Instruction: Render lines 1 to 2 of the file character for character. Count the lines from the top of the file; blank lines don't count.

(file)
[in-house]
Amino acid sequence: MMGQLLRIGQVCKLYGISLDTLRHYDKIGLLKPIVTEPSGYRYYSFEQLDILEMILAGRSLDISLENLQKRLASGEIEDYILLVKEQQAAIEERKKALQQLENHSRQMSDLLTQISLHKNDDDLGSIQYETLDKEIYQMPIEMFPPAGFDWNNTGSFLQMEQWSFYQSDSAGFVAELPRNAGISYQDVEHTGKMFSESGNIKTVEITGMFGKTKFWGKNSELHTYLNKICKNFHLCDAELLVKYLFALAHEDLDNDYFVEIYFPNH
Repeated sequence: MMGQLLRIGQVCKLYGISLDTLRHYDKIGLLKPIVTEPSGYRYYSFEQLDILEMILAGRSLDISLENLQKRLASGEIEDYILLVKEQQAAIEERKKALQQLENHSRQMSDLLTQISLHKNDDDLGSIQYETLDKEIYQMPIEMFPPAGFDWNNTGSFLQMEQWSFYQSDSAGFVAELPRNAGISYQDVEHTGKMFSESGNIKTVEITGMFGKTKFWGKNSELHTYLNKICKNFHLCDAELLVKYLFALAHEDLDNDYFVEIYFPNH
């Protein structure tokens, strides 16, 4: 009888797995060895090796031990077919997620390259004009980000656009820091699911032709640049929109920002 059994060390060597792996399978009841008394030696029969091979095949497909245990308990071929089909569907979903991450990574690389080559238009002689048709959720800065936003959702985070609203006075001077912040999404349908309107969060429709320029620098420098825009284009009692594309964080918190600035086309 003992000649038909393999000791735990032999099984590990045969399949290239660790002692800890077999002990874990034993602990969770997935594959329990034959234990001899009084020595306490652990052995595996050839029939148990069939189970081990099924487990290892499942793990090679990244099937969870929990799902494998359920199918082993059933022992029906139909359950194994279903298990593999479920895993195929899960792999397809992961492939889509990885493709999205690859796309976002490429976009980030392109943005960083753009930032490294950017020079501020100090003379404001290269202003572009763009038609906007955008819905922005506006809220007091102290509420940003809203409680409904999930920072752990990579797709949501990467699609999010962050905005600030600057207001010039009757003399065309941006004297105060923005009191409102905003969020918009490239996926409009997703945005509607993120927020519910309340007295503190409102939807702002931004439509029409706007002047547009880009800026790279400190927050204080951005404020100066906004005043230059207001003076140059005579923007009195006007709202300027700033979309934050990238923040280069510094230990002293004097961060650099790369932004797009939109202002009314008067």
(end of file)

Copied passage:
[in-house]
Amino acid sequence: MMGQLLRIGQVCKLYGISLDTLRHYDKIGLLKPIVTEPSGYRYYSFEQLDILEMILAGRSLDISLENLQKRLASGEIEDYILLVKEQQAAIEERKKALQQLENHSRQMSDLLTQISLHKNDDDLGSIQYETLDKEIYQMPIEMFPPAGFDWNNTGSFLQMEQWSFYQSDSAGFVAELPRNAGISYQDVEHTGKMFSESGNIKTVEITGMFGKTKFWGKNSELHTYLNKICKNFHLCDAELLVKYLFALAHEDLDNDYFVEIYFPNH